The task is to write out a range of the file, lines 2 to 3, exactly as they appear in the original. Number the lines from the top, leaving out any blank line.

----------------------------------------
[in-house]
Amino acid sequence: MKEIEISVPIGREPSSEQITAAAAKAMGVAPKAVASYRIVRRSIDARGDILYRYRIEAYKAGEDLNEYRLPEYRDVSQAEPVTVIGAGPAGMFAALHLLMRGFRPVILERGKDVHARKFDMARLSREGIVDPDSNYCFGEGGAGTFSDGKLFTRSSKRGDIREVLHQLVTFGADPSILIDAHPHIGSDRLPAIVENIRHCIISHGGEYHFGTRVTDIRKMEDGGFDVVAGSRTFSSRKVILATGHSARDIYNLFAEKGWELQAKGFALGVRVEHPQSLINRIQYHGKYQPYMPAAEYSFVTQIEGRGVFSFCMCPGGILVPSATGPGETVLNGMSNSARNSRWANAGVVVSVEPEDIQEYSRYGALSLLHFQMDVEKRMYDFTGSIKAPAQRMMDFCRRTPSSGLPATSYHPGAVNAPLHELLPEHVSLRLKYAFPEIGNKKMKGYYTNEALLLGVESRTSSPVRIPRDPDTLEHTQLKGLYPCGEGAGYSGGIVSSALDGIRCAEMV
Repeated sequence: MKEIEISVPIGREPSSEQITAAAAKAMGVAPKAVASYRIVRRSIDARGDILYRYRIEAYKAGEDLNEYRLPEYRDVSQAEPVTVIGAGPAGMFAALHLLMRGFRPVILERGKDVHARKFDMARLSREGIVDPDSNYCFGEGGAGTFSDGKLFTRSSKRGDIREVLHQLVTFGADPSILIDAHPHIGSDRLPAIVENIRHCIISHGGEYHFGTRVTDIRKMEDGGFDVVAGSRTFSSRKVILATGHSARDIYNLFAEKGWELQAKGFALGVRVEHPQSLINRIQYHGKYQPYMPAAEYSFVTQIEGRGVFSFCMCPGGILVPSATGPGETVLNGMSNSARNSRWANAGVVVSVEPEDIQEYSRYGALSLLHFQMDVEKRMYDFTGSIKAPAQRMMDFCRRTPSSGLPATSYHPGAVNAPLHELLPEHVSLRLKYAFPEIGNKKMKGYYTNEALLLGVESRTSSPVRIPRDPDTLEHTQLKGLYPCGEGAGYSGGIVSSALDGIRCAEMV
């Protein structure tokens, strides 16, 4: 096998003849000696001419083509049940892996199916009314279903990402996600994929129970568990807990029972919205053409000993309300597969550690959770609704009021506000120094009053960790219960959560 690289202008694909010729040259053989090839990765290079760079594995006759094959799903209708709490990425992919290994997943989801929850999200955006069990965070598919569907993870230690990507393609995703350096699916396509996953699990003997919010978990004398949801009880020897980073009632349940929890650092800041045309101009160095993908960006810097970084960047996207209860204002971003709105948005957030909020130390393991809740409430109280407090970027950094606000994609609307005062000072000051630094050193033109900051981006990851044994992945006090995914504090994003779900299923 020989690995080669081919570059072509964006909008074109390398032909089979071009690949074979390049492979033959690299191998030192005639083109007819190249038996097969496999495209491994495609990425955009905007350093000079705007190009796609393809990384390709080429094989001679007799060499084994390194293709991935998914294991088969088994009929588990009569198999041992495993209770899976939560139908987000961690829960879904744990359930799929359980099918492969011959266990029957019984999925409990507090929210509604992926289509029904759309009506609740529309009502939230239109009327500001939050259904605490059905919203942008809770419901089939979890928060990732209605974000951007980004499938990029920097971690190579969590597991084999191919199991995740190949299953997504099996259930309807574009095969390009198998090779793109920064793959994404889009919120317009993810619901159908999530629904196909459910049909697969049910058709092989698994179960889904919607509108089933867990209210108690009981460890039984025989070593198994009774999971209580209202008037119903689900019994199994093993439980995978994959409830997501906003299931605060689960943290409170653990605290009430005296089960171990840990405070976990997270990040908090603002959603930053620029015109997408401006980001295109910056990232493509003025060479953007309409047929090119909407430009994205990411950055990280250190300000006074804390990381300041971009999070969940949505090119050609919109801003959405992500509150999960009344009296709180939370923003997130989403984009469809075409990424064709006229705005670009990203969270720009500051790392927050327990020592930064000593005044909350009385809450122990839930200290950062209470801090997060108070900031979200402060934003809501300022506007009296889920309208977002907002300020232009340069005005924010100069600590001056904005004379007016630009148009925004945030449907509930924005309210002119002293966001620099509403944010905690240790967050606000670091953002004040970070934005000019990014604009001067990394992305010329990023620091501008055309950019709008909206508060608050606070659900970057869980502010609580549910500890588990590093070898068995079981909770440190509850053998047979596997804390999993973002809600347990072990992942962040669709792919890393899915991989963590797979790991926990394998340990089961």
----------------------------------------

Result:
Amino acid sequence: MKEIEISVPIGREPSSEQITAAAAKAMGVAPKAVASYRIVRRSIDARGDILYRYRIEAYKAGEDLNEYRLPEYRDVSQAEPVTVIGAGPAGMFAALHLLMRGFRPVILERGKDVHARKFDMARLSREGIVDPDSNYCFGEGGAGTFSDGKLFTRSSKRGDIREVLHQLVTFGADPSILIDAHPHIGSDRLPAIVENIRHCIISHGGEYHFGTRVTDIRKMEDGGFDVVAGSRTFSSRKVILATGHSARDIYNLFAEKGWELQAKGFALGVRVEHPQSLINRIQYHGKYQPYMPAAEYSFVTQIEGRGVFSFCMCPGGILVPSATGPGETVLNGMSNSARNSRWANAGVVVSVEPEDIQEYSRYGALSLLHFQMDVEKRMYDFTGSIKAPAQRMMDFCRRTPSSGLPATSYHPGAVNAPLHELLPEHVSLRLKYAFPEIGNKKMKGYYTNEALLLGVESRTSSPVRIPRDPDTLEHTQLKGLYPCGEGAGYSGGIVSSALDGIRCAEMV
Repeated sequence: MKEIEISVPIGREPSSEQITAAAAKAMGVAPKAVASYRIVRRSIDARGDILYRYRIEAYKAGEDLNEYRLPEYRDVSQAEPVTVIGAGPAGMFAALHLLMRGFRPVILERGKDVHARKFDMARLSREGIVDPDSNYCFGEGGAGTFSDGKLFTRSSKRGDIREVLHQLVTFGADPSILIDAHPHIGSDRLPAIVENIRHCIISHGGEYHFGTRVTDIRKMEDGGFDVVAGSRTFSSRKVILATGHSARDIYNLFAEKGWELQAKGFALGVRVEHPQSLINRIQYHGKYQPYMPAAEYSFVTQIEGRGVFSFCMCPGGILVPSATGPGETVLNGMSNSARNSRWANAGVVVSVEPEDIQEYSRYGALSLLHFQMDVEKRMYDFTGSIKAPAQRMMDFCRRTPSSGLPATSYHPGAVNAPLHELLPEHVSLRLKYAFPEIGNKKMKGYYTNEALLLGVESRTSSPVRIPRDPDTLEHTQLKGLYPCGEGAGYSGGIVSSALDGIRCAEMV